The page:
Now, every Element has a different amount of protons, neutrons, and electrons, but regular microscopes cannot see them because normal light is too “big”. High-tech microscopes use electron light, which has shorter wavelengths, an thus they are able to see the individual atom, but how can you see and count the individual electrons, which are a few hundred times smaller than the actual atom? 

Well, around 1920, a man named Niels Bohr was trying, like everyone else, to come up with a model of the Atom. From Thomson, he knew that there are Electrons, so came up with the idea of a Nucleus at the cener and electrons floating around it, but the electrons don’t stick to the Nucleus because they repel each other. When the Electrons get close to each other, they repel each other with the like charged energy, and some “shoot” away, gradually they come back, and go away again. That charged energy must go somewhere, so it “flashes” as light. More or less energy bursts causes light of different colors, and from that the Spectrometer, a machine that can see those colors, was developed. Actually, the spectrometer was featured around the beginning of a Tintin book by Herge: the shooting star, published around 1940. In it, professor Phostle holds up to the light a black band with colors or lines on it, showing the Electrons energy level and thus the number of Electrons.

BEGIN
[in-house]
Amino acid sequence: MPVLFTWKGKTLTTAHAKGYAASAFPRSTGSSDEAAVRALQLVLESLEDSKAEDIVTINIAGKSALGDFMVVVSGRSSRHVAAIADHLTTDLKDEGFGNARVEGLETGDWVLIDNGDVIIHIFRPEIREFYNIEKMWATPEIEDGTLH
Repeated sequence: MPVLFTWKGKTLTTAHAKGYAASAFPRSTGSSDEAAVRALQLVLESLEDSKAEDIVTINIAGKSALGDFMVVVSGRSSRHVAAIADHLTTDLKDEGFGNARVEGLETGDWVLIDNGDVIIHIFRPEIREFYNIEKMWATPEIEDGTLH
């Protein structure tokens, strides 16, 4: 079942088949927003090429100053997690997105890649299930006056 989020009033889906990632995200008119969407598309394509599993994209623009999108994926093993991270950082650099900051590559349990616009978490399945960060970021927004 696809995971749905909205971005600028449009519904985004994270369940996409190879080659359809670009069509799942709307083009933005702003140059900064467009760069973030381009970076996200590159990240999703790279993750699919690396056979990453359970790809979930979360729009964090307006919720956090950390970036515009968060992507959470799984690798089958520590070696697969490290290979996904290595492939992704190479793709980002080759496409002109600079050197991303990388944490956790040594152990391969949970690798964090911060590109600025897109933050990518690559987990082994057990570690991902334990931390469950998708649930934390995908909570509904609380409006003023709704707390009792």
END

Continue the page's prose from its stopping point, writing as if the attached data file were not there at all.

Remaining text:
1 thought on “Spectrometer

  1. Oma

    Where were you when I was struggling in my science class? Oops, you weren’t around yet. You make it so much easier to understand! My science teacher used to put me to sleep. Keep up the great job!


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